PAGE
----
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Jameson Cult Film Club: Jaws (November 27th)

If you’re a regular visitor, you’ll know that I’m a massive fan of the Jameson Cult Film Club. They stage screenings of classic films in unconventional locations, enhancing the experience and even occasionally bringing scenes from the film to life. They’ve announced that their next film will be Steven Spielberg’s Jaws, screening on the evening of the 27th November at a top secret city centre location. The event promises all the fun of a day on the beach at Amity Island – with barbecues and refreshments, and a fantastic atmosphere. The best part, though? Is that tickets to the event are absolutely free. Coupled with their sponsorship of the Jameson Dublin International Film Festival, I think that Irish film fans have a lot to be thankful for – they really do a great job supporting the love of film in the city. (And outside it to boot.) Just head on over to their website to apply for free tickets.

If you don’t make it along, the film is now available on blu ray and I hear (from reliable sources) that the picture and sound quality of the original summer blockbuster is absolutely astounding in the format.

If you aren’t familiar with the Jameson Cult Film Club, check out some photos from past screenings: Alien, The Blues Brothers, Reservoir Dogs and Silence of the Lambs. It really is all top notch, and comes very highly recommended.

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Non-Review Review: Sky Captain and the World of Tomorrow

Sky Captain and the World of Tomorrow evokes pulp science-fiction cinema with an earnestness and an eagerness that is endearing, if not infectious. Although the special effects have dated significantly in the time since the movie’s release, it’s hard not to admire director Kerry Conron’s use of computer graphics to forge a connection to classic cinema. However, one senses that Conron might have been better suited to emulate the mood, rather than merely the appearance, of these old adventure serials. The problem is that despite its rather wonderfully crafted appearance, there’s never anything in Sky Captain and the World of Tomorrow to really get excited about. And that’s a shame.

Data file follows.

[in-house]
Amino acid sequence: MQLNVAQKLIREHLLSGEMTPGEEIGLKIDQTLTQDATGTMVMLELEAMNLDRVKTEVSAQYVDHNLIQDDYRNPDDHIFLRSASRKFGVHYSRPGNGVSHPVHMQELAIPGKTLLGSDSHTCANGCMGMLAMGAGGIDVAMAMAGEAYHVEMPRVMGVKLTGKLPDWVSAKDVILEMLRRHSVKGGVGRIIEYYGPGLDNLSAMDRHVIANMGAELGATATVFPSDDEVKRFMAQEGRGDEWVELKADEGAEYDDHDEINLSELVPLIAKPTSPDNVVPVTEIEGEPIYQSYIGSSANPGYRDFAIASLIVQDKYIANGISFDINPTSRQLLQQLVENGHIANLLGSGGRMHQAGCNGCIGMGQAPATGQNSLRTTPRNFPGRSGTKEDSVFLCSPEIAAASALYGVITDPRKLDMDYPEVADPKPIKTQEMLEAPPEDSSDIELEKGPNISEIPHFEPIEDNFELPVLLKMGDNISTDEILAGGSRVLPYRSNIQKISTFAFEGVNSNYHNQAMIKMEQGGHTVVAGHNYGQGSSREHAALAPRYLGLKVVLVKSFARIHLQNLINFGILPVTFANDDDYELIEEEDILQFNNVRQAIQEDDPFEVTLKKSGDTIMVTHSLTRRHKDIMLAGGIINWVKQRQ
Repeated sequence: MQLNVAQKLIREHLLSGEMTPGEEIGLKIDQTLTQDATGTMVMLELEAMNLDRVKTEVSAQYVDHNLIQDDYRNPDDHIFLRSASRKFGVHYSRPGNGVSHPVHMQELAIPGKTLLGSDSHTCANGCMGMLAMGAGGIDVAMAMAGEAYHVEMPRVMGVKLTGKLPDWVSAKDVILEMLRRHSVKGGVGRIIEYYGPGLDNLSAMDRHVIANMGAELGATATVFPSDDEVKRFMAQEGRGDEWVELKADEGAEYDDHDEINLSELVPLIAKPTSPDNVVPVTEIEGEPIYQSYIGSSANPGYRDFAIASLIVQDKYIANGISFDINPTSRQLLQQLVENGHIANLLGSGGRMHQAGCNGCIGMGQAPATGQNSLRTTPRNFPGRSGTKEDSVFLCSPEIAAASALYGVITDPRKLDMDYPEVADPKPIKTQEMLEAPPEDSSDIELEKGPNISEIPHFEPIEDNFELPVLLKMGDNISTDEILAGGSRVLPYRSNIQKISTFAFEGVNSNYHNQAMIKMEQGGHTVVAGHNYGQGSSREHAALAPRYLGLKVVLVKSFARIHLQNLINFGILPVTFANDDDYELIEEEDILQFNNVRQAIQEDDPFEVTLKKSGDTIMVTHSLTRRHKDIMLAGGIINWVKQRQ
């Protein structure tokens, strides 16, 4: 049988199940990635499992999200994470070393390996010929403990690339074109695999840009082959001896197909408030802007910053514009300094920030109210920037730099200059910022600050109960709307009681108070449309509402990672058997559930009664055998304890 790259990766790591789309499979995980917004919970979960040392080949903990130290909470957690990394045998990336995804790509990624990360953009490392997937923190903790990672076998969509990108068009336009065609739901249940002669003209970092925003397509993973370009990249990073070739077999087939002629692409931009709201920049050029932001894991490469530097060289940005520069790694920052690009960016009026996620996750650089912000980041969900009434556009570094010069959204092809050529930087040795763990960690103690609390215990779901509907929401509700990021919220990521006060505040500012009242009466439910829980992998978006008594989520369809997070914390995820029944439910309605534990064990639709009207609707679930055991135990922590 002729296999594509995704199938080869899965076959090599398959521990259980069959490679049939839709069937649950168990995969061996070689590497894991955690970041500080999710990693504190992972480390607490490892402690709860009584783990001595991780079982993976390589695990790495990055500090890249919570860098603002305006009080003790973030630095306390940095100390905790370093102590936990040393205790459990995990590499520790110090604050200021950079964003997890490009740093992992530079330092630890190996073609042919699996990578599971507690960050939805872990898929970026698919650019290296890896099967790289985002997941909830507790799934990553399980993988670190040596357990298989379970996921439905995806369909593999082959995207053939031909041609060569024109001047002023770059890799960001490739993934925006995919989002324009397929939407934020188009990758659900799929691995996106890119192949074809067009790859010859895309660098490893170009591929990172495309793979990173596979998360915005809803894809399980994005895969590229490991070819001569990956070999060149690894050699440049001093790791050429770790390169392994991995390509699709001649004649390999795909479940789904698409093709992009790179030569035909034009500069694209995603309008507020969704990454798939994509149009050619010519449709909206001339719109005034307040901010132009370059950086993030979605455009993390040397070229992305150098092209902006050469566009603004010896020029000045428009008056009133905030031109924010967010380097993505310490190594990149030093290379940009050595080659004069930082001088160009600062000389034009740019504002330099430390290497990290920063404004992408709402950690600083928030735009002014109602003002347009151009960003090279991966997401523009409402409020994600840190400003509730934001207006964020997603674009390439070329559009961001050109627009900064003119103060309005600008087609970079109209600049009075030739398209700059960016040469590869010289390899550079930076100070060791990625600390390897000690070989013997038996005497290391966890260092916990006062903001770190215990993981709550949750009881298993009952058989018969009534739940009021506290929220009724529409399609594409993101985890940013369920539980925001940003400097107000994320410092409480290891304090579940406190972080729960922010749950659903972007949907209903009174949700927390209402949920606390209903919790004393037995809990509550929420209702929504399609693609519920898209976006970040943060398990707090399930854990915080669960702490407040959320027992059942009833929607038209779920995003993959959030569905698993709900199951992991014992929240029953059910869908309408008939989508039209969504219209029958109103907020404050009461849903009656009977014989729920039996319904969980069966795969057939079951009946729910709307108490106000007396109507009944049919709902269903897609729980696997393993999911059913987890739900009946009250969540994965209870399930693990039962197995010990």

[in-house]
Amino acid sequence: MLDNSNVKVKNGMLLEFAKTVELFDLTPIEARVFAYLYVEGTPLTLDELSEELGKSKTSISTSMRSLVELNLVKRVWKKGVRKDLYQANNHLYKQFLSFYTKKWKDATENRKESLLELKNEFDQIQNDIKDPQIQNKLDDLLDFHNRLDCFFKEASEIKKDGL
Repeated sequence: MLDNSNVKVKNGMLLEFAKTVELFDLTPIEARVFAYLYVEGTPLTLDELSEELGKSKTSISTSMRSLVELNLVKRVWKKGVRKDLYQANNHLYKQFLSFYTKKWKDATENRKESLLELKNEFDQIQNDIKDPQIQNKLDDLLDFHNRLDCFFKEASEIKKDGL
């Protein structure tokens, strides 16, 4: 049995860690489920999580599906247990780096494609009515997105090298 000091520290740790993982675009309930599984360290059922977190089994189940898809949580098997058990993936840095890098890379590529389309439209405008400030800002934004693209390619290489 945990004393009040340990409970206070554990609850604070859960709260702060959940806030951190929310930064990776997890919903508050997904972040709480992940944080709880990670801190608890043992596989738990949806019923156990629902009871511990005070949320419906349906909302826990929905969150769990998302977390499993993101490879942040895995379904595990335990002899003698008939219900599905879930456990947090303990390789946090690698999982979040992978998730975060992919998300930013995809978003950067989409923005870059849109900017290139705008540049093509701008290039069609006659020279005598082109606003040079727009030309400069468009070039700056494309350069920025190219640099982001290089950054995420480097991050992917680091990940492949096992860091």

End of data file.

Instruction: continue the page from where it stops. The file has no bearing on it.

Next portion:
A ray of hope?

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Alfred Hitchcock Presents: Wet Saturday (Review)

As part of the “For the Love of Film” blogathon, I’ll be taking a look at Alfred Hitchcock’s contributions to his celebrated anthology series Alfred Hitchcock Presents. I’ll be looking at some of the episodes of the classic show that he directed. The “For the Love of Film” blogathon this year is raising money to keep one of Hitchcock’s earlier works, The White Shadow (which he wrote, edited, designed and assistant-directed), available on-line and streaming for free. It’s a very worthwhile cause and you can donate here.